WE ARE now entering the Silly Season — election year for the City of Savannah — when nothing is quite as it seems, and when you should keep your friends close, and your enemies closer.
For example, City officials are now boasting of a “tax cut” they are delivering just in time to become a part of their re-election campaigns.
But a closer look shows that it’s not what most of us might call an actual tax cut — including the state of Georgia, for one.
The expected downward adjustment of the City property tax millage rate from 13.4 to about 12.8 is actually a “rollback” as defined by state law.
In other words, because of increased tax revenue, the City is adopting a specially calculated formula to balance the millage rate with the increase in revenue.
If City Council doesn’t adopt the lower, rollback rate, they are bound by state law to call the former millage rate a tax hike, and hold a series of public hearings about it — which they really, really don’t want to have to do in an election year.
(Rollback legislation in state law is intended to keep local governments from instituting a so-called “back door tax hike,” i.e., keeping the tax rate the same but increasing assessed property values.)
The truth is that this election year “tax cut” will actually result in a higher tax rate than the City had just a year ago!
You’ll recall that in the wake of the failure of the Fire Fee to pass, City Council raised property taxes last summer to the current 13.4 mill rate.
The new rollback “tax cut” — assuming City Council passes it — will actually be a higher millage than the pre-Fire Fee rate of 12.48 from early 2018.
The finalized list of projects to be funded by the Special Purpose Local Option Sales Tax (SPLOST) is another example of the need to be wary of smoke and mirrors.
The one-percent SPLOST is renewed by Chatham County voters every six years, and is up for renewal again this November, along with all seats on City Council.
That raises the stakes considerably, as the City of Savannah has become more or less totally dependent on SPLOST funds – its second-highest source of revenue after general City sales tax.
The political, pork-barrel nature of SPLOST is well-known, and was even a topic of frank discussion at last week’s City Council meeting.
The most obvious examples of this are the various community centers in each Alderman’s district. There looks to be five of these centers set to receive about $20 million in total funding – something a sitting City Council member can point to in their district as a reason to re-elect them.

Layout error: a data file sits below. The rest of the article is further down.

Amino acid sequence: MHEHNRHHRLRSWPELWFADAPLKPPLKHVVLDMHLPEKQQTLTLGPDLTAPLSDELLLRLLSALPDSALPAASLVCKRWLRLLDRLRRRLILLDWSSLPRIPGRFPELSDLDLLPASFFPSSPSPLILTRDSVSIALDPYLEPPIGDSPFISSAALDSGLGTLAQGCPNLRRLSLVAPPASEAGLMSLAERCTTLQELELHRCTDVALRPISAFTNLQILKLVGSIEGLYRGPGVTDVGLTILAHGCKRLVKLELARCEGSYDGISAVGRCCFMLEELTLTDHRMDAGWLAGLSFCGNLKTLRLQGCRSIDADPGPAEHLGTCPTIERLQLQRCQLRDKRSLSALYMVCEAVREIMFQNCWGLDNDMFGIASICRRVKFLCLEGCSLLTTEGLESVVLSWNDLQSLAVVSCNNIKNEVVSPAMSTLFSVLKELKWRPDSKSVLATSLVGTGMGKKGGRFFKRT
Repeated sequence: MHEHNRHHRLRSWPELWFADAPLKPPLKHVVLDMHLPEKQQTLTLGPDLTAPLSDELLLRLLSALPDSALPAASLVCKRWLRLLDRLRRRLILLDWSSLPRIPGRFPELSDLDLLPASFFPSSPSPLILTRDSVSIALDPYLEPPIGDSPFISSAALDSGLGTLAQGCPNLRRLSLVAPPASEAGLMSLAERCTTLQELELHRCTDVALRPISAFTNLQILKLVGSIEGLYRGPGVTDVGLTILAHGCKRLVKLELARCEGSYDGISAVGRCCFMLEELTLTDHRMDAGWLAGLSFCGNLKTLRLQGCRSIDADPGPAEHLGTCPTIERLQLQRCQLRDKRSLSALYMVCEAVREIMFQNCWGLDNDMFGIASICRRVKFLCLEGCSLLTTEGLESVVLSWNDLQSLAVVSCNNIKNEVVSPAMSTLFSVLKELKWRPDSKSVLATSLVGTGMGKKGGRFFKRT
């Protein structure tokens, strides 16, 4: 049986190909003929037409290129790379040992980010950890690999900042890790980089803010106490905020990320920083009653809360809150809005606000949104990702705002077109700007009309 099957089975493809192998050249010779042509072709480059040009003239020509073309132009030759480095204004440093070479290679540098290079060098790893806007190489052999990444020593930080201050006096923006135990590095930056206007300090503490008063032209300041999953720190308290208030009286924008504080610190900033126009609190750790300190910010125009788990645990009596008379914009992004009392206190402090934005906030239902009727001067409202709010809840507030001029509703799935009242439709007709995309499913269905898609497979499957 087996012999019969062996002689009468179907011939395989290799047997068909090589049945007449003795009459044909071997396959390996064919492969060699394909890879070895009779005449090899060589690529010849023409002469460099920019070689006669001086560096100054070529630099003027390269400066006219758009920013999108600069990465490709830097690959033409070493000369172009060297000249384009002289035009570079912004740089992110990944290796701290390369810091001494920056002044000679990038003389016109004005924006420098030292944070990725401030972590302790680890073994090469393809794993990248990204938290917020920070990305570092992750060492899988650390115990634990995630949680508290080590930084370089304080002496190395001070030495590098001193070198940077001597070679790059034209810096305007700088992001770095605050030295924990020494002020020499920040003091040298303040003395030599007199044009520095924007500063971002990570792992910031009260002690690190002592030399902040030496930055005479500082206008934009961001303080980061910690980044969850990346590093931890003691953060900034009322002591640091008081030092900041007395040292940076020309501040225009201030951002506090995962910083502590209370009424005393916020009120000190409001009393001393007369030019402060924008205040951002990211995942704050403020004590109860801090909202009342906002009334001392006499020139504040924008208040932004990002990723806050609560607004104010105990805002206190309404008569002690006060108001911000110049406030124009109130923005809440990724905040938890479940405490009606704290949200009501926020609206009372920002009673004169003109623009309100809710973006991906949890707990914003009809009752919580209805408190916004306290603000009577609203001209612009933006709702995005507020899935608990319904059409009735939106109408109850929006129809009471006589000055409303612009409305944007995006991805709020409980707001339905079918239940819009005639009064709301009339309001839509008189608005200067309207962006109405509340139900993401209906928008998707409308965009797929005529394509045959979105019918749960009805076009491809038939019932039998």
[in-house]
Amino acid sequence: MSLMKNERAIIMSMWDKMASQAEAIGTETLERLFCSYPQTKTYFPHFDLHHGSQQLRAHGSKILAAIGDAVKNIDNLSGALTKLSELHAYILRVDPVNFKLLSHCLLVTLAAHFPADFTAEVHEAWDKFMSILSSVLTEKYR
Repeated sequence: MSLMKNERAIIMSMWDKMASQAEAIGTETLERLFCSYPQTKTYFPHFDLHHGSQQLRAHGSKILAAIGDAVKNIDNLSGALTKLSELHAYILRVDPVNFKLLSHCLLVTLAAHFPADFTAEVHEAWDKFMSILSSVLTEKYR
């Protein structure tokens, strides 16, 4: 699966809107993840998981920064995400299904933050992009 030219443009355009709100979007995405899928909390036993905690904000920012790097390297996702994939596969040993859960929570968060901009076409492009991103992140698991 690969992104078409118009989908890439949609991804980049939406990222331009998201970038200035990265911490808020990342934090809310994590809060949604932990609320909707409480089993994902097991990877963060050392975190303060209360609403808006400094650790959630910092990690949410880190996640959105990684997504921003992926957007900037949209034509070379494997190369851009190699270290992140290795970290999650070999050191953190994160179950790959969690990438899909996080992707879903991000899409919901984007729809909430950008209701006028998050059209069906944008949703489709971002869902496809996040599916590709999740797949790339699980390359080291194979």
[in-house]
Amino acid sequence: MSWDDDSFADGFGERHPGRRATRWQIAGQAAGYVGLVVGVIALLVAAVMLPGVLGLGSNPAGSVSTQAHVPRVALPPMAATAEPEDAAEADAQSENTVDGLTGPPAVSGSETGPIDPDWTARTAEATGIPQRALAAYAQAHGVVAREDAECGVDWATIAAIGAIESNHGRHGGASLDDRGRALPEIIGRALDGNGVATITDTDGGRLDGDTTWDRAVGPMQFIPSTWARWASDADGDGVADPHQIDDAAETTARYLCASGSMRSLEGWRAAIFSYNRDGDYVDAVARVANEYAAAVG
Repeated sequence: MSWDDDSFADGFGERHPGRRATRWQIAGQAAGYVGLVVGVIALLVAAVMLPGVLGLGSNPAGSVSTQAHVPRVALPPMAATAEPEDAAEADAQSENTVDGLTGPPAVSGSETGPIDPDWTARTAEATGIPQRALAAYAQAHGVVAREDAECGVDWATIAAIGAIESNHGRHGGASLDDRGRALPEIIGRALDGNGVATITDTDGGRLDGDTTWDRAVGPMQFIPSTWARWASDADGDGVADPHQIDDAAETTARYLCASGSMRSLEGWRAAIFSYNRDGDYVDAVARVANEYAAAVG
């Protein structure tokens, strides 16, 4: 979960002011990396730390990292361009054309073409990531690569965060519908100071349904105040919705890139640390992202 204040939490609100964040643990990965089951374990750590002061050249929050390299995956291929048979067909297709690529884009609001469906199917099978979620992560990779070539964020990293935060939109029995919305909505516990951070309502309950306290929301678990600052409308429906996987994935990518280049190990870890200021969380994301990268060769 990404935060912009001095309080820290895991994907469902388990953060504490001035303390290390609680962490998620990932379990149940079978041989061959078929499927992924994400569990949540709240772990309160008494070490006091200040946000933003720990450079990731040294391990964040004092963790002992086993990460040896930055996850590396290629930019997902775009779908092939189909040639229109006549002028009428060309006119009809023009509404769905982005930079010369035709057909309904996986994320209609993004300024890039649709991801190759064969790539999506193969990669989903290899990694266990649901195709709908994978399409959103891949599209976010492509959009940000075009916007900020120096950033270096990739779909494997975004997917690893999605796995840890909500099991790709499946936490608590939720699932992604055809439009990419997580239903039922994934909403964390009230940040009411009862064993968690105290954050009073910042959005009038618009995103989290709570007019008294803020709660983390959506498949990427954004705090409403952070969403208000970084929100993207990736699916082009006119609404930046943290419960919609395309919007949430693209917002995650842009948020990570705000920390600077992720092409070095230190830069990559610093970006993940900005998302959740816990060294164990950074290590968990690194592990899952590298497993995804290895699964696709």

To be fair, City Council wisely evaluated that this round of SPLOST might not pass at all unless more attention is paid to vital infrastructure issues — the actual reason behind SPLOST in the first place, back in the mid-1980s.
However, when you look at some of those expenditures, you also have to wonder.
For example, no one would begrudge low-lying, economically disadvantaged West Savannah getting more relief from their constant flooding concerns.
So at first glance, the planned $45 million for the first phase of improvements on the Springfield Canal would seem to be a worthy investment.
But consider that in practice the Springfield Canal improvement will likely have the most impact on assisting the new Westside Arena/Canal District plan — itself already a huge sponge soaking up SPLOST funds.
Several private developments in the area, including the one which will raze most of the historic Seaboard Freight Station, are probably prime beneficiaries of that $45 million in public money.
Another example: $10 million of SPLOST is set to go toward “City-Wide Blighted Property Acquisition and Redevelopment.”
This is essentially a euphemism for privately-held properties, mostly in West Savannah, which are to be purchased by the City through eminent domain.
Where are those properties?
You guessed it: in the area of the new Savannah Arena.
So while this round of SPLOST was supposedly not going to involve the Arena at all — a project which dominated the last round of SPLOST — we can see that, arguably, about a third of this round of SPLOST will also go to assist the Arena project.
Not all the news is bad of course, and credit should be given where it’s due.
City Council added a million dollars at the last minute to help fund the exciting “Tide to Town” urban trail system to enhance connectivity — sort of a mini version of the Atlanta Beltline, if you will.
They are kicking in $2.5 million for Grayson Stadium improvements, in the wake of the facility’s dramatically increased usage due to the runaway success of the Savannah Bananas.
Traffic calming has finally gotten on the City’s radar, as evidenced by the long-overdue but very welcome set of speed humps on 52nd Street between Bee and Waters, something residents have been begging for literally for decades.
In this round of SPLOST, one-way streets such as Whitaker and Drayton are set to be converted to two-way traffic.
At the core of the entire discussion of SPLOST, however, is the essential imbalance. The City of Savannah, by far the largest population base and largest economic driver in the county, by agreement only receives 39 percent of the total take from SPLOST over the six years.
Chatham County itself — not including the several other municipalities in it other than Savannah — receives about 28 percent of the take. Meanwhile, the county’s fastest growing municipality, Pooler, only gets 6.4 percent.
For SPLOST to continue to have majority support of the voters, it seems that the formula will have to be renegotiated in future installments. cs